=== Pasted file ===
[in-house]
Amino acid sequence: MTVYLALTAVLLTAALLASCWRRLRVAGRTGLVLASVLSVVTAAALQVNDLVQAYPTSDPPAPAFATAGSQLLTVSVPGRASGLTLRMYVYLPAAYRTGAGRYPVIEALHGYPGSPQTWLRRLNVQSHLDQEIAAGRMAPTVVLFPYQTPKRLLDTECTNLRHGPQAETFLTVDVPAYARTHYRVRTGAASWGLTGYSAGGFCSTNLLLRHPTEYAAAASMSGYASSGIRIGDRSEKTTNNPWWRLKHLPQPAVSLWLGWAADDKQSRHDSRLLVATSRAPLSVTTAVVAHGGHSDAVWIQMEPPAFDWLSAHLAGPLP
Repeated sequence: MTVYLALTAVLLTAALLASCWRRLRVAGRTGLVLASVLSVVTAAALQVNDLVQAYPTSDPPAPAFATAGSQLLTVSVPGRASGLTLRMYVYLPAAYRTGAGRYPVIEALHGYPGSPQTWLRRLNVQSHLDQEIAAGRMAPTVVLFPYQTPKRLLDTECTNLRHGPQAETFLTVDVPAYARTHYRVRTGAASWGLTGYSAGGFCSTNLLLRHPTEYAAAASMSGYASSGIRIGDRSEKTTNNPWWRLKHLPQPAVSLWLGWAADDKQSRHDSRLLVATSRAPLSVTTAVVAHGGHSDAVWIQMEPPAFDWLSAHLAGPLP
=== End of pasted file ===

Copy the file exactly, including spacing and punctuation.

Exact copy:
[in-house]
Amino acid sequence: MTVYLALTAVLLTAALLASCWRRLRVAGRTGLVLASVLSVVTAAALQVNDLVQAYPTSDPPAPAFATAGSQLLTVSVPGRASGLTLRMYVYLPAAYRTGAGRYPVIEALHGYPGSPQTWLRRLNVQSHLDQEIAAGRMAPTVVLFPYQTPKRLLDTECTNLRHGPQAETFLTVDVPAYARTHYRVRTGAASWGLTGYSAGGFCSTNLLLRHPTEYAAAASMSGYASSGIRIGDRSEKTTNNPWWRLKHLPQPAVSLWLGWAADDKQSRHDSRLLVATSRAPLSVTTAVVAHGGHSDAVWIQMEPPAFDWLSAHLAGPLP
Repeated sequence: MTVYLALTAVLLTAALLASCWRRLRVAGRTGLVLASVLSVVTAAALQVNDLVQAYPTSDPPAPAFATAGSQLLTVSVPGRASGLTLRMYVYLPAAYRTGAGRYPVIEALHGYPGSPQTWLRRLNVQSHLDQEIAAGRMAPTVVLFPYQTPKRLLDTECTNLRHGPQAETFLTVDVPAYARTHYRVRTGAASWGLTGYSAGGFCSTNLLLRHPTEYAAAASMSGYASSGIRIGDRSEKTTNNPWWRLKHLPQPAVSLWLGWAADDKQSRHDSRLLVATSRAPLSVTTAVVAHGGHSDAVWIQMEPPAFDWLSAHLAGPLP